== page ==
In the News

  • Salt Lake Tribune Monday, Dec. 20, 2021

    Hogan at USU Blanding celebrates Diné culture

    The first snow marks the beginning of the shoe game, or Keshjee’, for the Navajo (Diné). It goes like this: Two teams, which represent day and night animals in the Diné universe, have balls made from yucca root that they hide in moccasins behind a sheet representing the sky.

    When the sheet comes down, the other team walks or dances across the space to guess where the yucca balls are. When a team correctly guesses, they are given some yucca strands. The team that gets all 102 yucca strands, which equates to a life span in Diné culture, wins. Participants take on the identities of animals and sing songs about them during the ceremony.

    The Keshjee’ happens in a hogan and recalls the time in creation when day and night animals were planning the natural cycles of life. Traditionally, the game has been a teaching tool for young Diné to learn about their culture.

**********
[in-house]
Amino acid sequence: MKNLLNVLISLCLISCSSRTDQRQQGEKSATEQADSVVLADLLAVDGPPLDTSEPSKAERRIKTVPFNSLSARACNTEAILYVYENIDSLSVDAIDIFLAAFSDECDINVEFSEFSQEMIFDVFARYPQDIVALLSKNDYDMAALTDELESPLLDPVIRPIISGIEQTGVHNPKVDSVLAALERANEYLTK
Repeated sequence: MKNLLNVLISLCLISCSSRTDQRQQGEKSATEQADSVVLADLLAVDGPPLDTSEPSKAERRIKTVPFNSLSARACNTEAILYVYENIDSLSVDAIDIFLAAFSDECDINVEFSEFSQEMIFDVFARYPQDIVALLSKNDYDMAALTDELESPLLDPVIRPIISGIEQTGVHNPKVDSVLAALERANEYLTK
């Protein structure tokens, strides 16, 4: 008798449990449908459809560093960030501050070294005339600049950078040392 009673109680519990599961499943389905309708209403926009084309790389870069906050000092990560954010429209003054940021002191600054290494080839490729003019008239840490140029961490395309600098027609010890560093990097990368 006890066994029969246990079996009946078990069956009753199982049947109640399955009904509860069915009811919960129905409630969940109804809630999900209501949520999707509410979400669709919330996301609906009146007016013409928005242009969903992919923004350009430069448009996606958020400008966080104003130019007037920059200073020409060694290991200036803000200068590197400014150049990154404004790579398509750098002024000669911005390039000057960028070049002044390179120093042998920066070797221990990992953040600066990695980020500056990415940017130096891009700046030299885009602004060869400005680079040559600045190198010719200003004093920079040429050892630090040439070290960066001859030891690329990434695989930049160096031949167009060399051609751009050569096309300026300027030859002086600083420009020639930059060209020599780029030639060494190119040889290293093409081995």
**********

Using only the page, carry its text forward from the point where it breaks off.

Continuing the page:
For Diné college students who are away from home, it’s hard to find space and community for ceremonies like Keshjee’.

    Now Diné students at the Utah State University Blanding campus will have a place to play the game and to meet: a hogan. Made of dirt and cedar, the hogan is built in a traditional manner and faces the eastern light, the first light a family sees in the morning.

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